Surprisingly strong British retail sales and a further reduction in Britain’s big budget deficit last month are giving rise to hope that the country’s sputtering economy can maintain growth into the second half of the year.
But economists cautioned against reading too much into one set of figures on Thursday, warning there was still a long way to go to ensure Britain’s recovery from a deep recession.
The Office for National Statistics reported that retail sales volumes rose 1.1 percent in July, the strongest gain since February and well above the average 0.4 percent forecast by economists. Over the year, sales rose 1.3 percent.
The statistics office also revealed that net public sector borrowing for the month was 3.17 billion pounds, compared with 5.52 billion pounds a year ago, putting the government on track for forecast reductions in the budget deficit.
There have been growing fears in recent weeks that Britain’s recovery from an 18-month recession is running out steam.
Bank of England Governor Mervyn King warned last week that the country faces a “choppy recovery” amid great uncertainty about the outlook for the United States and the eurozone as the central bank lowered its economic growth forecast for next year.
The bank now expects gross domestic product to grow about 2.5 percent next year — down from its forecast in May of 3.4 percent.
The July sales data provided a bright spark amid weakening consumer confidence, the persistence of tight credit conditions and faster fiscal consolidation via large government spending cuts. There was also good news from a Confederation of British Industry report showing that manufacturing industry confidence had improved to its best level since August 2008.
But a combination of weak earnings growth and high inflation — currently running at 3.1 percent, well above the government’s 2 percent target — is squeezing real incomes as unemployment remains high.
In other July data out Thursday, the Society of Motor Traders reported that car production fell heavily, dropping 8.9 percent on the same month last year. Mortgage lending rose to its highest level for a year, but that was still down 4 percent on a yearly basis and the Council of Mortgage Lenders warned that levels were likely to remain subdued for the rest of 2010, supporting recent surveys showing fewer buyers in the market.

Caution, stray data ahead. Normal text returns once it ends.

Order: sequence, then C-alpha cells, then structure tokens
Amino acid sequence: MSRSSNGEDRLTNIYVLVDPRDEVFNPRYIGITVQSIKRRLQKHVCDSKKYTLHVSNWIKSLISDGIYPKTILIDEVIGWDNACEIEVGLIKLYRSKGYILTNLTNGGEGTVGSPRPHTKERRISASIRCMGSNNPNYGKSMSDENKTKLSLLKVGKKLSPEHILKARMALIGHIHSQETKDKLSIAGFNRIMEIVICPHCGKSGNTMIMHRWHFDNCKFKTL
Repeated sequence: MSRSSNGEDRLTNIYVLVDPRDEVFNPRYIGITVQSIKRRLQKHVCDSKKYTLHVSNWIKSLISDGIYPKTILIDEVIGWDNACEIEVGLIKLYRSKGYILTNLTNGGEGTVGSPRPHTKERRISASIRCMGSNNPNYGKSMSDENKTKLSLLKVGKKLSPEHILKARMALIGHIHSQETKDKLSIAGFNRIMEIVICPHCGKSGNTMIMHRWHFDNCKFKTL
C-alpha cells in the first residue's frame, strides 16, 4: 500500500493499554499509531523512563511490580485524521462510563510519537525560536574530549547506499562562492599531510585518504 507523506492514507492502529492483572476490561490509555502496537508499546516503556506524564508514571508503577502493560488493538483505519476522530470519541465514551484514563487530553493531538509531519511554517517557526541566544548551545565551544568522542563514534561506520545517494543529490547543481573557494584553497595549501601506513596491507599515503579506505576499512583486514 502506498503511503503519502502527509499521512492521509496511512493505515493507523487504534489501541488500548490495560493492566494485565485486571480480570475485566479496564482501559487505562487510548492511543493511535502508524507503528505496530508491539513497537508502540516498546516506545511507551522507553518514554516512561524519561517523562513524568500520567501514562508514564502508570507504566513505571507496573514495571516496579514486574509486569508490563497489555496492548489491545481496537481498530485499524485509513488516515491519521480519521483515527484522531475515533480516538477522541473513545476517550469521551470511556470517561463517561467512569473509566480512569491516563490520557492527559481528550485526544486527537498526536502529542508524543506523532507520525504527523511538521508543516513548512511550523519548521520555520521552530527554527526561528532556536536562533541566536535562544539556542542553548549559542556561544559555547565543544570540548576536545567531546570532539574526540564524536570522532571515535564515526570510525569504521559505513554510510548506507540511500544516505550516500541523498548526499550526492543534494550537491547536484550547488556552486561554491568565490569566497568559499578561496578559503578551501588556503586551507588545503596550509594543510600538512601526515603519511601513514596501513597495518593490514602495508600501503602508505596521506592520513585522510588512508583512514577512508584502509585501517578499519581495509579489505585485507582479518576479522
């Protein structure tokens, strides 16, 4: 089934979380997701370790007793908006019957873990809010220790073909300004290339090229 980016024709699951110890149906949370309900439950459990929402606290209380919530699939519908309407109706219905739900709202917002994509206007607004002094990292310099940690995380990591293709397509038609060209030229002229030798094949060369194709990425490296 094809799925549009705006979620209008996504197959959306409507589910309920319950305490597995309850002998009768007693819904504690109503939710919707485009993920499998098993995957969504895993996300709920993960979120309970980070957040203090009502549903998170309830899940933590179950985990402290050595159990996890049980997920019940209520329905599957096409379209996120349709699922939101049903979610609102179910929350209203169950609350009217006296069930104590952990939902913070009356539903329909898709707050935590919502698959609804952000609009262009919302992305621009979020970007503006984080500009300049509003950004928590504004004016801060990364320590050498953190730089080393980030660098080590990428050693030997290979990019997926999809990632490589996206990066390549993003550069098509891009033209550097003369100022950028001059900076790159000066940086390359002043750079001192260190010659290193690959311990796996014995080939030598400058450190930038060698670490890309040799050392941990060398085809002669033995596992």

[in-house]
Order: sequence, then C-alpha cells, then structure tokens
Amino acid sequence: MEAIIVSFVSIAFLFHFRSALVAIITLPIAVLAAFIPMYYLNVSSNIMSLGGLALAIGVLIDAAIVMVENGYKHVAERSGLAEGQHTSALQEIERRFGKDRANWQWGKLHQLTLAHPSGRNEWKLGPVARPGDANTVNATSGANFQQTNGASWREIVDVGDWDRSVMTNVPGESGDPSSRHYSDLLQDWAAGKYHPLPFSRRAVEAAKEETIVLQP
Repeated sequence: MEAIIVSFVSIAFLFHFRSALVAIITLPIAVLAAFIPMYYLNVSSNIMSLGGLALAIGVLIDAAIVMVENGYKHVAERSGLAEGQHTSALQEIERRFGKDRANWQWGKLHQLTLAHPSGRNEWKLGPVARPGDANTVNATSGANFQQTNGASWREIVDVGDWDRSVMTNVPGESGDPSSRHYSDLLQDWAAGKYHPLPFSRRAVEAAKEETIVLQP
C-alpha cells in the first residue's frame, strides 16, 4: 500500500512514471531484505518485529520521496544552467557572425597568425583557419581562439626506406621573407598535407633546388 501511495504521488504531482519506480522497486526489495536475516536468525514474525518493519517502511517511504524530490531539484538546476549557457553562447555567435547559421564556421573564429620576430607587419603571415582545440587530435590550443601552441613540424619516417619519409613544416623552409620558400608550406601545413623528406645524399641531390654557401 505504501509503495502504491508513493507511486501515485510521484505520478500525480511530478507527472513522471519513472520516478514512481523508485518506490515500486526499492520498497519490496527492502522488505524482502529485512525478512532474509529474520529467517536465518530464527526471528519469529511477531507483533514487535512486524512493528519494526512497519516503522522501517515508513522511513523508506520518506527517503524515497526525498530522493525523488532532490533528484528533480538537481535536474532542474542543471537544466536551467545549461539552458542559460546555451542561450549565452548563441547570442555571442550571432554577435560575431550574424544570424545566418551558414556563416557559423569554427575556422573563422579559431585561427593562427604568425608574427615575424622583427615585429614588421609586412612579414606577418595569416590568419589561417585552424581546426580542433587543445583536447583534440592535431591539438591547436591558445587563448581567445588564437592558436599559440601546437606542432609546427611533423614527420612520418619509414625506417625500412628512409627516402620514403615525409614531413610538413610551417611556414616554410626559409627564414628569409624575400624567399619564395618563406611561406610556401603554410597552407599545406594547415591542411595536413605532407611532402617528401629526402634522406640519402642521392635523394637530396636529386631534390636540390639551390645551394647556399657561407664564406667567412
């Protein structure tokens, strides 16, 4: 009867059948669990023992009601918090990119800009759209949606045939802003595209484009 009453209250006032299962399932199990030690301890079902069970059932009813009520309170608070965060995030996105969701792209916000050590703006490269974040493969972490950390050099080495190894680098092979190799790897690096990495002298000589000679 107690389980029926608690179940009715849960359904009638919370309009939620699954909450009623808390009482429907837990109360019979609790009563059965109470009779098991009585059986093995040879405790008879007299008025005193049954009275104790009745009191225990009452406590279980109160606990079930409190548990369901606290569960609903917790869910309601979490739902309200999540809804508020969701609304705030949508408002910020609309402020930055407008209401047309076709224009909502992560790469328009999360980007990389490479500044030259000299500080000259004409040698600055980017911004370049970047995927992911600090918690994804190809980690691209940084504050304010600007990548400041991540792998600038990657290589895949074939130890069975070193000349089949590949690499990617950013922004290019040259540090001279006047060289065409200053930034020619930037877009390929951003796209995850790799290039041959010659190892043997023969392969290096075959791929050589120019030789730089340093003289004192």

“The housing market, the fortunes of which tend to be tied closely to those of the retail sector, appears to be heading for a double dip,” said Andrew Goodwin, senior economic advisor to the Ernst & Young Item Club economic consultancy. “The outlook for consumers remains very challenging and with this backdrop it looks unlikely that retailers will continue to enjoy the rates of growth they have over the past couple of months. We would expect sales to be more muted over the rest of the year.”
Similarly, the drop in public sector borrowing, which brought borrowing for the four months of the financial year so far to 44.9 billion pounds, was welcomed with caution.
The figures in July have traditionally been a surplus, boosted by corporation tax and sales tax receipts due at that time, but the recession last year forced the government to borrow for the first time in 13 years.
In an emergency budget in June, Treasury chief George Osborne ordered government departments to prepare for budget cuts of 25 percent to raise 30 billion pounds per year ($44 billion) in expenditure savings and announced a two-year pay freeze for most public-sector staff.
An initial 6 billion pounds (US$9.4 billion) of spending cuts, which include axing new playgrounds and library books, and payments to pregnant women, have been unveiled.
(Source associated press)